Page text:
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STM32F745ZG ethernet high payload transmission problem

Associate II

I have been trying to implement a TCP server on a STM32F745ZG MCU using lwip library and ST example codes, however while I am trying to send data packets with payload bigger than 1460 bytes, my server wont be able to replay the client packet and the connection stops.

I know the ethernet standard MTU is 1500 bytes and the corresponding MSS is 1460, so i tried to increase mtu in both "ethernetif.c" and "lwipopt.h" files and also check this MCU reference manual and it seems it support bigger data packet size:

Screenshot 2024-05-23 112650.png

However, i still have no success in sending TCP payload bigger than 1460 Bytes.

Any help or hint would be highly apprecited.


Andrew Neil
Evangelist III

@amirshn wrote:

check this MCU reference manual and it seems it support bigger data packet size:

But does LwIP support larger packet sizes?

Remember that the "Lw" in "LwIP" stands for light-weight - so maybe it's just a limitation of the stack?


Have you tried debugging to see where it's failing?


Muhammed Güler
Senior III

In Ethernet communication, the maximum amount of data you can send in a single packet is limited by the MTU. When the MTU is exceeded, data must be split into multiple packets. You should divide your data into more than one package with a code like the one below. LWIP can manage big data in itself, but personally, I'm one of those who want to control everything.


void BulkWrite(int conn,char *Buffer,int size)
		write(conn, Buffer, size);
		write(conn, Buffer, 1400);





just - why ? The connection will not run at another speed, so all you can "improve", is to have some bytes less for the headers.


This is an excellent question and I run in to this a lot at work actually. There are a lot of "technically correct" answers such as 65k and 1500. I've done a lot of work writing network interfaces and using 65k is silly, and 1500 can also get you in to big trouble. My work goes on a lot of different hardware / platforms / routers, and to be honest the place I start is 1400 bytes. If you NEED more than 1400 you can start to inch your way up, you can probably go to 1450 and sometimes to 1480'ish? If you need more than that then of course you need to split in to 2 packets, of which there are several obvious ways of doing..

The problem is that you're talking about creating a data packet and writing it out via TCP, but of course there's header data tacked on and so forth, so you have "baggage" that puts you to 1500 or beyond.. and also a lot of hardware has lower limits.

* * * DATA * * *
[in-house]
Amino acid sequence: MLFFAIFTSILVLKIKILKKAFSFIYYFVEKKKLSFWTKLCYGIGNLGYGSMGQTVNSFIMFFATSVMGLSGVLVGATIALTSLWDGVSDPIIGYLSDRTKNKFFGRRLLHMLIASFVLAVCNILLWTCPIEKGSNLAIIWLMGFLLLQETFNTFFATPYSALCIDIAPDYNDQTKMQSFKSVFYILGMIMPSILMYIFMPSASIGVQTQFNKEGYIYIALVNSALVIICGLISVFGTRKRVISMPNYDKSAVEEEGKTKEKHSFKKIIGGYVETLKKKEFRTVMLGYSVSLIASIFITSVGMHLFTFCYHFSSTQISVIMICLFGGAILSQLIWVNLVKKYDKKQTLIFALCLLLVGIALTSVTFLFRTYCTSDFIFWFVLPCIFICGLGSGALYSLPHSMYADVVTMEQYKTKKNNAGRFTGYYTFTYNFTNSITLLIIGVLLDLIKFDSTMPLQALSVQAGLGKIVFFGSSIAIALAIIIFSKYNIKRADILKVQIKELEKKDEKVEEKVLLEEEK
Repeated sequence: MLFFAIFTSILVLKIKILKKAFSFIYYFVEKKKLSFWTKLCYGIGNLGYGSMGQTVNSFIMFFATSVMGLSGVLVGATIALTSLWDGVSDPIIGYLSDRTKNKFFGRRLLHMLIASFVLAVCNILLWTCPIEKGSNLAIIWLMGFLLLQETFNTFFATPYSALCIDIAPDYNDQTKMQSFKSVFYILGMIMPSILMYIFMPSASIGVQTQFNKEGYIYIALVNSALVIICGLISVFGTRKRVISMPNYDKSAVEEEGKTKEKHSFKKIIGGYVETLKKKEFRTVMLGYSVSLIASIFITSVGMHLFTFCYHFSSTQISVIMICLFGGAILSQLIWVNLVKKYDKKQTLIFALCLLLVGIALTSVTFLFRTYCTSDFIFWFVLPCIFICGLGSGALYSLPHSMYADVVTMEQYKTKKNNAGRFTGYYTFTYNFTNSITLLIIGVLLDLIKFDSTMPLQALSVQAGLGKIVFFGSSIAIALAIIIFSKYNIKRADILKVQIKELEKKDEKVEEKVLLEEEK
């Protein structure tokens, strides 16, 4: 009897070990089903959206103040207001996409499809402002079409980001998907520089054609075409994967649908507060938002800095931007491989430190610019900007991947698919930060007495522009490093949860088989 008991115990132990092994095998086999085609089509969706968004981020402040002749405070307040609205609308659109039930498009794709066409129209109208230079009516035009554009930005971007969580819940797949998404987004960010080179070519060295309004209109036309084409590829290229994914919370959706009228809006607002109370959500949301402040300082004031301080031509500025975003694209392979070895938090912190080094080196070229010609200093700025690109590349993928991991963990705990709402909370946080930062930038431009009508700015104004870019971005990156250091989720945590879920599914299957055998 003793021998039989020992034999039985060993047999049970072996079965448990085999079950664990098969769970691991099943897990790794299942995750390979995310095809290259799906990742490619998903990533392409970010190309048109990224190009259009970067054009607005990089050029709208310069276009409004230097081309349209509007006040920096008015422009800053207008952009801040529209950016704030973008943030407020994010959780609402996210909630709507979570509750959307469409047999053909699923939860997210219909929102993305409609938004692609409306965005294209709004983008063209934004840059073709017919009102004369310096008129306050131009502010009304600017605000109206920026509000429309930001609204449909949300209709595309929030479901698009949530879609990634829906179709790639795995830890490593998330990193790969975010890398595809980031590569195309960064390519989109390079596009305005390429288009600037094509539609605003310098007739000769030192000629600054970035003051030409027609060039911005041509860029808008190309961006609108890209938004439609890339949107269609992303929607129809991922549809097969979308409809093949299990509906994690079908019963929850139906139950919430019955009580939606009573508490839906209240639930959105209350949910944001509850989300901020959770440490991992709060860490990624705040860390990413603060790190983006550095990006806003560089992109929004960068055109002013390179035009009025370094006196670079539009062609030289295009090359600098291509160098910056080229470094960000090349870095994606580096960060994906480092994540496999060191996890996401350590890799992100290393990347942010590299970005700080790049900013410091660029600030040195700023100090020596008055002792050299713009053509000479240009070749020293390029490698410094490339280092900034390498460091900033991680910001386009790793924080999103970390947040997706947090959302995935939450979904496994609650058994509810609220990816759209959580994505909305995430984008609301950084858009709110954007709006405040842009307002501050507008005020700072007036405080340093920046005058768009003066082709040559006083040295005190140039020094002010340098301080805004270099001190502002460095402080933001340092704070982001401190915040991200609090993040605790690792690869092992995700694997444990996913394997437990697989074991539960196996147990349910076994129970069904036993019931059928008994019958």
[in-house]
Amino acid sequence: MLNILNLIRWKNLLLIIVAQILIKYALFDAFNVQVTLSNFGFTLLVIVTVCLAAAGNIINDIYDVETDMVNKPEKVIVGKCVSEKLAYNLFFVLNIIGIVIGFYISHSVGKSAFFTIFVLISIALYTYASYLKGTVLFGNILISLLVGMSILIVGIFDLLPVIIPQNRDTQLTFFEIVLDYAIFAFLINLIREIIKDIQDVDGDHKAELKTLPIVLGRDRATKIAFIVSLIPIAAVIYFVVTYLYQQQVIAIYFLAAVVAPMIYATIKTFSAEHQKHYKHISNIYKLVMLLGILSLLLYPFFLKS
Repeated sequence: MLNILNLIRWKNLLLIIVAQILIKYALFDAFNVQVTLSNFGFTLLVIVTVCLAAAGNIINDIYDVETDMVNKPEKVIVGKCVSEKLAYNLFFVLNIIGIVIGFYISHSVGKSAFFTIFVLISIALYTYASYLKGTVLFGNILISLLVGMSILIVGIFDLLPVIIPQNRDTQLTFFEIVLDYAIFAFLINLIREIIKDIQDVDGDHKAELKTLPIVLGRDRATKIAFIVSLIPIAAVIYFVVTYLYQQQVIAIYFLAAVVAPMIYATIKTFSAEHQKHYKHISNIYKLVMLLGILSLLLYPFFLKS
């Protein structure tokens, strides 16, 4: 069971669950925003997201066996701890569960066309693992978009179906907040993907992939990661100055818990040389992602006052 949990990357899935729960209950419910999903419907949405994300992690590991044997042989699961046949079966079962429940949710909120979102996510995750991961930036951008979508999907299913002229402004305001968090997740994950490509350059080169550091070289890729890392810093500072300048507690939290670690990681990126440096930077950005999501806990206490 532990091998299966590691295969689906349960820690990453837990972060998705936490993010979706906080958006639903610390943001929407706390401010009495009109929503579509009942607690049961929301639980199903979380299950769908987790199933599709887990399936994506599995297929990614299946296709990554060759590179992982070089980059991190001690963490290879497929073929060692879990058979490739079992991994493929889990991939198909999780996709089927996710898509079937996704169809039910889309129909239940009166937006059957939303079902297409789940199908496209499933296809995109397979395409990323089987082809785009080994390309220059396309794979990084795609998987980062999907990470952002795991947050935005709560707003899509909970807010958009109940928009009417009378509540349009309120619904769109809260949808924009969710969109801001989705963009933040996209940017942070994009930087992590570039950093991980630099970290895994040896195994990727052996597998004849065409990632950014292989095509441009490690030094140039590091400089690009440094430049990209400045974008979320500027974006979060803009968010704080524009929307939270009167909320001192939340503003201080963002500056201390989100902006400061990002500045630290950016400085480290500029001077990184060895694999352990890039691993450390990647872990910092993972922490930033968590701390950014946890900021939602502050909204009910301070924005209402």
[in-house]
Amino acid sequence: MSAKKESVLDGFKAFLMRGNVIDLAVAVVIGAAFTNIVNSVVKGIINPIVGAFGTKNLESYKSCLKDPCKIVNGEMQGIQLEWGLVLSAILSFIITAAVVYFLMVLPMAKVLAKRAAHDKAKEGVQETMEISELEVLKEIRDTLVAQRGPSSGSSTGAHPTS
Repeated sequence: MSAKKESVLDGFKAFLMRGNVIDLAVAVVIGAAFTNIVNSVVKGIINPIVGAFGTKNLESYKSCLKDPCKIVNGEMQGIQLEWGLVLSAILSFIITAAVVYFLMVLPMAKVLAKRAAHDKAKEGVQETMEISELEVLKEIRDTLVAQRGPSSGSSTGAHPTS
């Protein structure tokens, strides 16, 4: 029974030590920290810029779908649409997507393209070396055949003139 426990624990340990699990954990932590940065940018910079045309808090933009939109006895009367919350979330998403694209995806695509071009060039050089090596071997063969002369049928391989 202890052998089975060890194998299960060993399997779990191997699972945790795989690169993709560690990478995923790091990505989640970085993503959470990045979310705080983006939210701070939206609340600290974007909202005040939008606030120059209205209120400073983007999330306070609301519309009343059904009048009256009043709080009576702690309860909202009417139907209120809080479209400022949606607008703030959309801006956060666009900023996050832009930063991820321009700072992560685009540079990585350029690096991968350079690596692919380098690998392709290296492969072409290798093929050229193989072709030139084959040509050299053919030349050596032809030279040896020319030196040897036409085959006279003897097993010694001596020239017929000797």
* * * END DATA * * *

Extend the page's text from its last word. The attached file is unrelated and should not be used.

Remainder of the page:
If you "push it" you can get some really weird things going on. Truncated data, obviously, or dropped data I've seen rarely. Corrupted data also rarely but certainly does happen.

If you feel a post has answered your question, please click "Accept as Solution".

Ah, yes - Postel's Law, aka The Robustness Principle:

 "Be conservative in what you send, be liberal in what you accept". 

Thanks a lot for your message.

using this solution, will I be able to acknowledge a received packet with around 1700 bytes of payload with two smaller packets from my server?( i am using a python script by scapy library act as a TCP clients which send the data to sever, and it gonna continue sending the packets only if it receive the complete reply from server)

here is my client side code:


and here is my server side code for handling the received packet:

static void tcp_server_handle (struct tcp_pcb *tpcb, struct tcp_server_struct *es)


struct tcp_server_struct *esTx;


/* get the Remote IP */

ip4_addr_t inIP = tpcb->remote_ip;

uint16_t inPort = tpcb->remote_port;


/* Extract the IP */

char *remIP = ipaddr_ntoa(&inIP);


esTx->state = es->state;

esTx->pcb = es->pcb;

esTx->p = es->p;


char buf[1600];

memset(buf, '\0', 1600);

// Define the destination buffer

char res1_buf[1500]; // 1600 - 1450 = 150 bytes

memset(res1_buf, '\0', 1500);

char res2_buf[150]; // 1600 - 1450 = 150 bytes

memset(res2_buf, '\0', 150);


memcpy(buf, es->p->payload, es->p->tot_len);


#ifdef DEBUG

printf("%d\n", es->p->tot_len);

// Print data in hexadecimal format

for (int i = 1124 ; i < 1128; i++) {

printf("%02X ", (unsigned char)buf[i]);






esTx->p->payload = (void *)buf;

esTx->p->tot_len = es->p->tot_len;

esTx->p->len = es->p->len;


if (es->p->len <= 1450){

tcp_server_send(tpcb, esTx);






esTx->p->payload = (void *)res1_buf;

esTx->p->tot_len = 1450;

esTx->p->len = 1450;

tcp_server_send(tpcb, esTx);



// Copy the bytes after the 1450th byte from buf to new_buf

memcpy(res2_buf, buf + 1450, 10);

esTx->p->payload = (void *)res2_buf;

esTx->p->tot_len = 10;

esTx->p->len = 10;

tcp_server_send(tpcb, esTx);



I have also attached the whole TCP server code.

Thanks for the help.

Please use this button to properly post source code:


Pavel A.
Evangelist III

What you want is called "jumbo packets". Look up in the RM how to enable it.


I have already searched for it, found it ST HAL library for ethernet, tried it, no change.( i could not find something related to it in RM)

Pavel A.
Evangelist III

Maybe you should write code that configures the descriptors and sends raw packets without LwIP - just like you use scapy on the host side. Just get the packet on the wire and ensure that the other side is able to receive it (or you have a sniffer system with wireshark that is able to see it).